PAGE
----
Thursday, March 16, 2006

God imagining God's self to us

Paul made a good point in his comment to my last post: what do I mean by "God imagining God's self to us," and where did I get that from? I kind of just tacked that onto the end there and didn't explain very well (because I gave myself a blogging time limit and it was about to expire! =) So I'll see if I can explain it here.

I think "God imagining God's self to us" is a bona fide Cherice-ism, but it does have some influence from other theologians and the Bible. At first I thought of us imagining what God is like, but then realized if we're doing that, we're just making God into who we want him/her to be. But if God is imagining God's self to us, we can get a picture or metaphor for who God is that comes from God. It may be difficult to discern when it's me imagining and when God is imagining to me, but hopefully with practice and trust we can figure it out at least some of the time.

One of the ways many people think of the "Image of God" humans are said to have is that our creativity is the way we are like God. It is a way we connect with God, and a gift of God's character that only humans (at least of creatures of the Earth, as far as we can discern) have been given. I even read a book last term that suggested that creativity is God (written by a former Mennonite, now a philosopher of religion) called "In the Beginning...Creativity," by Gordon Kaufman. It was an interesting hypothesis, and I agree with him that God is the essence of creativity, but God is also personal, an actual being--not just a vague concept of creativity. But his idea is helpful: through the medium of creativity we can know God better, and our creativity is an important way that we are like God.

This week in systematic theology we read part of Sang Hyung Lee's book "The Theology of Jonathon Edwards." I didn't really expect to be a big Jonathon Edwards fan, after reading "Sinners in the Hands of an Angry God" in high school American history class, but apparently that's not his normal theology (that was more influenced by George Whitefield and the revivalist preachers--it was Edwards getting on the bandwagon of popular religion). Anyway, what we read for this week had to do with Edwards' idea of creation. It would take too long to explain how he got to this point, so I won't bore you with a recapitulation of Lee's recapitulation of Edwards...but suffice it to say that Edwards thinks that because God's essence is about relationship and self-communication, one of the major reasons that God created the universe was to communicate God's whole self in time and space.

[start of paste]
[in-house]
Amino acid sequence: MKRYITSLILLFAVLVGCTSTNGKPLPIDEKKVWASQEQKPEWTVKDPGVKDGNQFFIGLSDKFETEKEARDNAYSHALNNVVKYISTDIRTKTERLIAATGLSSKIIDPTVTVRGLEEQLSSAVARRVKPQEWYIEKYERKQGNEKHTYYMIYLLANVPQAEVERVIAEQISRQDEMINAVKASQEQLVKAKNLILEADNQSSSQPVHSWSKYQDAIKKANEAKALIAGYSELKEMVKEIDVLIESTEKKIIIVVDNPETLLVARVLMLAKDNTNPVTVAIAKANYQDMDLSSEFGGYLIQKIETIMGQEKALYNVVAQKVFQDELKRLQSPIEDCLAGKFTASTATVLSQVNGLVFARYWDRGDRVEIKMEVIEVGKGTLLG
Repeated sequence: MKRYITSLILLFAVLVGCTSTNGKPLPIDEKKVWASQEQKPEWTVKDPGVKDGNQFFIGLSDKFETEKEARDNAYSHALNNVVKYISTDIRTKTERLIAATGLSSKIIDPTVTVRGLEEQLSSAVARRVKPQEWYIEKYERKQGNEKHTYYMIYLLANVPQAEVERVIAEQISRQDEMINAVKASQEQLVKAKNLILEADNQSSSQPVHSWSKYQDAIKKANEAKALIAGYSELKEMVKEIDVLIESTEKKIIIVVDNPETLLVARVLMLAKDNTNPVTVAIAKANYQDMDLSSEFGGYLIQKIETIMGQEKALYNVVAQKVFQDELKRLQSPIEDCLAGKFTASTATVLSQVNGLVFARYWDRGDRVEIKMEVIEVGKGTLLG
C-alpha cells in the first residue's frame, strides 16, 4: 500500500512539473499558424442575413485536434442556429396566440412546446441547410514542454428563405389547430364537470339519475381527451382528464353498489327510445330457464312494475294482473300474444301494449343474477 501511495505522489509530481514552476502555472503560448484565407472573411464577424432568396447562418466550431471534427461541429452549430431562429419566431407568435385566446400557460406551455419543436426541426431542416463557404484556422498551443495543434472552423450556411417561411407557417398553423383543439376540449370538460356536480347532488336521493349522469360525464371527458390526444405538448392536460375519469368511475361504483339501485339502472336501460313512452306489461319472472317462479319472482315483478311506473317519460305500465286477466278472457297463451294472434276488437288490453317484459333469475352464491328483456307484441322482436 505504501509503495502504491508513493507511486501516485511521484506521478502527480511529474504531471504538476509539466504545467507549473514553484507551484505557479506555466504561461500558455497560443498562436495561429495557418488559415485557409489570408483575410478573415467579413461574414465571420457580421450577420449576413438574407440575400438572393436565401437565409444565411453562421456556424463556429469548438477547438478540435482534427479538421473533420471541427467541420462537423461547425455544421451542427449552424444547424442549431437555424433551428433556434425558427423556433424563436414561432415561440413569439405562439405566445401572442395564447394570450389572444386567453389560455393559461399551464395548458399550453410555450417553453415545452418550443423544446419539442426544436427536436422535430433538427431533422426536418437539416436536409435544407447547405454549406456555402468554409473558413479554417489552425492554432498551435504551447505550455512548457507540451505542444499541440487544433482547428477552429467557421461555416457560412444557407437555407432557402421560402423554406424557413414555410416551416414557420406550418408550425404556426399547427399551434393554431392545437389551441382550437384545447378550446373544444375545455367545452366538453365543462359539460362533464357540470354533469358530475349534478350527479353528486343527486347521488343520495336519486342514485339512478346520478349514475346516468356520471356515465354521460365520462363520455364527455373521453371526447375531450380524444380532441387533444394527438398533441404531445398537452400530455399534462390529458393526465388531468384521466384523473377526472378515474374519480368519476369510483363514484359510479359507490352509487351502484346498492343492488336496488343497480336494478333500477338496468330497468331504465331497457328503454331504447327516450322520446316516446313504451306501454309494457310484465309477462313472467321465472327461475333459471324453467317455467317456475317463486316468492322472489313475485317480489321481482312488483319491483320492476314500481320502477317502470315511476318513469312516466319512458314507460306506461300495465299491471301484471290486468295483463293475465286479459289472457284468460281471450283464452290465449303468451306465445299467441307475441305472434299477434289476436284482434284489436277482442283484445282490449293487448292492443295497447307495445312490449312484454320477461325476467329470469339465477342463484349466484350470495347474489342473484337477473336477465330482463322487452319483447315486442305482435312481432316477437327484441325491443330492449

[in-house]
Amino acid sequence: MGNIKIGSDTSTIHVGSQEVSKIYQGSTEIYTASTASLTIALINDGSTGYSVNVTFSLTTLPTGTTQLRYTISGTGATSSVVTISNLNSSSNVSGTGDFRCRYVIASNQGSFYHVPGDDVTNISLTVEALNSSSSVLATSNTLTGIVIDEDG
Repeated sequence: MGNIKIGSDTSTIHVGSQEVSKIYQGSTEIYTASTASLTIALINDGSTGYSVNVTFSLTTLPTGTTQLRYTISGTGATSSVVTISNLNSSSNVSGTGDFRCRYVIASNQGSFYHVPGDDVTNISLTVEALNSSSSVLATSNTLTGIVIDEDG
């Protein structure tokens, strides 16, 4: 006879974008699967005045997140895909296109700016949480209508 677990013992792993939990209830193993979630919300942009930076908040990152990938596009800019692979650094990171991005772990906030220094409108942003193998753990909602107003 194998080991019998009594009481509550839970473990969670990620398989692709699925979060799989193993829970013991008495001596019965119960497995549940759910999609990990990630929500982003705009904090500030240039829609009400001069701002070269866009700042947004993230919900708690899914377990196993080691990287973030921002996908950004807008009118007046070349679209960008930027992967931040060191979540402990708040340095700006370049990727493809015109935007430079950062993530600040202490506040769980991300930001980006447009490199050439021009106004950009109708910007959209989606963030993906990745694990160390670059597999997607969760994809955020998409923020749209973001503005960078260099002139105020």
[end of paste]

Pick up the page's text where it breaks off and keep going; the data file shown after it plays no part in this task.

What this has to do with the topic of God imagining God's self to us is that Edwards sees God doing this self-communication as a repetition in time which happens through the human imagination. God obviously does not repeat God's self in actuality--God is not creating another God. But what God is doing is revealing God's self to us, and through our perception of that in our minds, through our remembrance of God's revelation in our imaginations, God is repeated in time and space and able to communicate God's self only through the perception of intelligent beings that are other-than-God. God's actual self is still the same and another actual God doesn't come into being, but the idea of God is KNOWN, and it is this knowing which is part of who God is in the world.

So that's one basis for God imagining God's self to us. God "needs" people to perceive God through our minds and imaginations in order for God's self to be communicated (at least God set up a system that requires people, although there probably could have been other ways for this to happen). If people only perceive God in the forms of Father, Son and Holy Spirit is God able to fully communicate the fullness of who God is to us?

Another foundation for this idea is imagery in the Bible. There are plenty of examples of God utilizing people's imaginations in order to impart truths to them they probably would not have thought of or grasped otherwise. The parables of Jesus are a good example of this: Jesus often prefaced his parables in Matthew, Mark and Luke by saying, "The Kingdom of God/Heaven is like..." Many times an explanation for the parable's meaning is not given, and the hearer is forced to think about--to imagine--how the Kingdom of God could be like a man with two sons, a woman who lost her coin, a shepherd, etc. How do these metaphors help us see a bigger picture of who God is?

In these parables Jesus shows us examples of people similar to the experience of those who would be listening to him. Are we still supposed to use those examples only as we seek to understand God, or are we able to follow Jesus' example and see metaphors for God in the people and situations in our own culture? Might God continue to use our imaginations to show us who God is like that connects with our own experience?